The orientation of the three spatial dimensions is arbitrary - a free choice.

There's no property that a z axis has that an x or y axis does not have.
Time also has a very specific measurable temporal orientation, forward from beginning to end of duration.
No. Time is not a vector quantity. It does not "point" in a particular direction. It's a scalar - just like spatial coordinates.
Therefore the term "length" as a temporal measurement of the beginning and end of a duration is certainly acceptable.
Yes, in common usage. But scientists don't use that kind of language - at least, not if they want to be precise.
And of course there is a "breadth of time". Another colloquialism?
Yes.
As far as I am concerned you are engaging in sophistry.
True to form for you. See my comment in the previous post. Also, see the comment about learning about the box before you start to criticise it.
Can you explain to me the magnitude of 17.84 hrs. I kid you not. I am looking at this now.
The term "magnitude" in science just means the numerical amount of something, in particular without regard to other features that something might have.

If you have a Cartesian coordinate system, for instance, then its orientation is completely arbitrary. You can point the x, y and z axes in whichever directions your like, as long as they are orthogonal to one another (and, if you want to follow certain scientific conventions, also arranged as a "right-handed" system). There is no absolute "up and down", "left and right", "forwards and backwards".
IOW, they distinguishable.
The orientation of the three spatial dimensions is arbitrary - a free choice.
Yes "arbitrary", another word I am unfamiliar with.
There's no property that a z axis has that an x or y axis does not have. Yes it does, that;s why it is called the z axis, in relation to the x and/or y axes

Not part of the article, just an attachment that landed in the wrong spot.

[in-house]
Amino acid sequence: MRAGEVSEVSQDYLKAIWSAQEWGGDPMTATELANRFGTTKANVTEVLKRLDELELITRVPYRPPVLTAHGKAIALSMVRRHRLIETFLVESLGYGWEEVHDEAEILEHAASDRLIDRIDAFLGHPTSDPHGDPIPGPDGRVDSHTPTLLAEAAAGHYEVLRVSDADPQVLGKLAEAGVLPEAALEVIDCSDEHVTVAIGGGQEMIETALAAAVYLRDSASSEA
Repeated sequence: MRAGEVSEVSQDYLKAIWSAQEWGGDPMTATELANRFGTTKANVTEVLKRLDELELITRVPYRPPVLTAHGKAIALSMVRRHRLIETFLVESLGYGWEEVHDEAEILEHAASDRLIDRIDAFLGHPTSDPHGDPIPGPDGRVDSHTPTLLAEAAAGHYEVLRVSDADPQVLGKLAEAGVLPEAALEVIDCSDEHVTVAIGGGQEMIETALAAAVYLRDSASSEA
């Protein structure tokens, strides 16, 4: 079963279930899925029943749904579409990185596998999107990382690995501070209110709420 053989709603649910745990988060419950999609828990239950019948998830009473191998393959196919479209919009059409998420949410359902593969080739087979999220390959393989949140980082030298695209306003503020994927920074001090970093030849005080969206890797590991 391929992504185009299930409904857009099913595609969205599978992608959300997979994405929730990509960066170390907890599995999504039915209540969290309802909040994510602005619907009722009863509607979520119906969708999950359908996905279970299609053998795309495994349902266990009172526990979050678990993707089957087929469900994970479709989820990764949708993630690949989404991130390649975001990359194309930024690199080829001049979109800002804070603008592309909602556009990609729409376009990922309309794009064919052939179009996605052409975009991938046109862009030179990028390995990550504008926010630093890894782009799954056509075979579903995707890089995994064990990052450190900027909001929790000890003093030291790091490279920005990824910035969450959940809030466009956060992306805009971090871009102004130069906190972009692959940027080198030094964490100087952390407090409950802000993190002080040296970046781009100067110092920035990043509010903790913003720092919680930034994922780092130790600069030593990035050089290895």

No. Time is not a vector quantity. It does not "point" in a particular direction. It's a scalar - just like spatial coordinates.
"time's arrow"
1. the direction of travel from past to future in time considered as a physical dimension.
Yes, in common usage. But scientists don't use that kind of language - at least, not if they want to be precise.
Of course they do. Scientists use all kinds of colloquialisms in conversational context.
Am I being graded on a "formal paper" here? Or are we discussing the topic of imagination. How ironic.

I'm so proud that I know what the term colloquialism means. I'm aglow all over.

True to form for you. See my comment in the previous post. Also, see the comment about learning about the box before you start to criticise it.
IMO, any discussion about imagination requires "out of the box" thinking.
The term "magnitude" in science just means the numerical amount of something, in particular without regard to other features that something might have.
I know what magnitude means!
I prefer to use the term "length of time" over the term "magnitude of time", lest I be accused of pretentiousness.
A popular form of critique from the "real" scientists on this forum.

At least no one can accuse me of a lack of imagination. OTOH, I can make that claim about others being locked in their box, no imagination.

Colloquialism
Colloquialism or colloquial language is the linguistic style used for casual (informal) communication. It is the most common functional style of speech, the idiom normally employed in conversation and other informal contexts.[1]
Colloquialism is characterized by wide usage of interjections and other expressive devices; it makes use of non-specialist terminology, and has a rapidly changing lexicon. It can also be distinguished by its usage of formulations with incomplete logical and syntactic ordering.[2][3][4][5]
Explanation
Colloquialism or general parlance is distinct from formal speech or formal writing.[6] It is the form of language that speakers typically use when they are relaxed and not especially self-conscious.[7]